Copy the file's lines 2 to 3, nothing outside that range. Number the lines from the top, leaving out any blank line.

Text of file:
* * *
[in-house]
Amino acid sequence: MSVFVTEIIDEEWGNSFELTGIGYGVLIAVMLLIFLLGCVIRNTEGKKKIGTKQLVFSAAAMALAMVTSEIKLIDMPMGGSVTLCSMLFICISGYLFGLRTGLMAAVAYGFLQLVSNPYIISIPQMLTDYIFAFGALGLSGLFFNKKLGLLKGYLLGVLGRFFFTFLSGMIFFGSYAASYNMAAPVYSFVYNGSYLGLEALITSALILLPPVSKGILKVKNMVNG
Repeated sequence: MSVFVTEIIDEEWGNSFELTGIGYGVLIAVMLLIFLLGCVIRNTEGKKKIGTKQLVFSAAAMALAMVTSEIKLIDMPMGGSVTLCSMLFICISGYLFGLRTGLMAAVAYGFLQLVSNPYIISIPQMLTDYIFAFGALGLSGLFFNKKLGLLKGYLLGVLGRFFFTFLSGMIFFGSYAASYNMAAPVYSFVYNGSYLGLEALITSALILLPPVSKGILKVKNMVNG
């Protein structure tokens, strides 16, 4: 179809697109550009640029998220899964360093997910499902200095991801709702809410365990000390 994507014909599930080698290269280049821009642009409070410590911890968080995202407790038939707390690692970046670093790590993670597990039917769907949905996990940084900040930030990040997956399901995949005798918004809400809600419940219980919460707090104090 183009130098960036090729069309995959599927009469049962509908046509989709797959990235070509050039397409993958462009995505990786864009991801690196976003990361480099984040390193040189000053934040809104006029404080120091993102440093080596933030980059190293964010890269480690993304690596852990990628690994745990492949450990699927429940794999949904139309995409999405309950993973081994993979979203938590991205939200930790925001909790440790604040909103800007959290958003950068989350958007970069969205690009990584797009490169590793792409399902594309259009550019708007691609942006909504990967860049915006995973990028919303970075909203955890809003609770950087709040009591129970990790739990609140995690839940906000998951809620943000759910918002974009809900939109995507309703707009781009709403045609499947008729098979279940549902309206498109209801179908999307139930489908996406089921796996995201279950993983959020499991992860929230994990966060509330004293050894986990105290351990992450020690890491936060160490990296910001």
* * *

Amino acid sequence: MSVFVTEIIDEEWGNSFELTGIGYGVLIAVMLLIFLLGCVIRNTEGKKKIGTKQLVFSAAAMALAMVTSEIKLIDMPMGGSVTLCSMLFICISGYLFGLRTGLMAAVAYGFLQLVSNPYIISIPQMLTDYIFAFGALGLSGLFFNKKLGLLKGYLLGVLGRFFFTFLSGMIFFGSYAASYNMAAPVYSFVYNGSYLGLEALITSALILLPPVSKGILKVKNMVNG
Repeated sequence: MSVFVTEIIDEEWGNSFELTGIGYGVLIAVMLLIFLLGCVIRNTEGKKKIGTKQLVFSAAAMALAMVTSEIKLIDMPMGGSVTLCSMLFICISGYLFGLRTGLMAAVAYGFLQLVSNPYIISIPQMLTDYIFAFGALGLSGLFFNKKLGLLKGYLLGVLGRFFFTFLSGMIFFGSYAASYNMAAPVYSFVYNGSYLGLEALITSALILLPPVSKGILKVKNMVNG